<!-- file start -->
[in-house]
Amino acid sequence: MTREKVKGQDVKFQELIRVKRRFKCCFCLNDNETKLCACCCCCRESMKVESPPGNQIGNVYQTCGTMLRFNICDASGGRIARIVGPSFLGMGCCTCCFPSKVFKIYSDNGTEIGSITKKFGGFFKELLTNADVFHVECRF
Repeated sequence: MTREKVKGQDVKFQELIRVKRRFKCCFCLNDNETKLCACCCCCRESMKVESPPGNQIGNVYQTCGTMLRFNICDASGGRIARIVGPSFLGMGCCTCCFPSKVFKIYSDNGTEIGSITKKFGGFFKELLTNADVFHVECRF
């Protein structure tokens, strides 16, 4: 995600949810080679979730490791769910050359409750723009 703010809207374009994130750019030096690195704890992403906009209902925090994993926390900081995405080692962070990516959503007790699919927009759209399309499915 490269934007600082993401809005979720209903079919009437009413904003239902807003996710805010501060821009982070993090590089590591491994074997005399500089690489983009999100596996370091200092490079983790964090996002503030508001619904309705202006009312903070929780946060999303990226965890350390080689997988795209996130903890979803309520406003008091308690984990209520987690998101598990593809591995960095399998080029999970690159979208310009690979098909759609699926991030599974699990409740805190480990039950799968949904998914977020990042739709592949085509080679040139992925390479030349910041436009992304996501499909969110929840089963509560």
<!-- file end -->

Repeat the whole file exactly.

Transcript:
[in-house]
Amino acid sequence: MTREKVKGQDVKFQELIRVKRRFKCCFCLNDNETKLCACCCCCRESMKVESPPGNQIGNVYQTCGTMLRFNICDASGGRIARIVGPSFLGMGCCTCCFPSKVFKIYSDNGTEIGSITKKFGGFFKELLTNADVFHVECRF
Repeated sequence: MTREKVKGQDVKFQELIRVKRRFKCCFCLNDNETKLCACCCCCRESMKVESPPGNQIGNVYQTCGTMLRFNICDASGGRIARIVGPSFLGMGCCTCCFPSKVFKIYSDNGTEIGSITKKFGGFFKELLTNADVFHVECRF
């Protein structure tokens, strides 16, 4: 995600949810080679979730490791769910050359409750723009 703010809207374009994130750019030096690195704890992403906009209902925090994993926390900081995405080692962070990516959503007790699919927009759209399309499915 490269934007600082993401809005979720209903079919009437009413904003239902807003996710805010501060821009982070993090590089590591491994074997005399500089690489983009999100596996370091200092490079983790964090996002503030508001619904309705202006009312903070929780946060999303990226965890350390080689997988795209996130903890979803309520406003008091308690984990209520987690998101598990593809591995960095399998080029999970690159979208310009690979098909759609699926991030599974699990409740805190480990039950799968949904998914977020990042739709592949085509080679040139992925390479030349910041436009992304996501499909969110929840089963509560």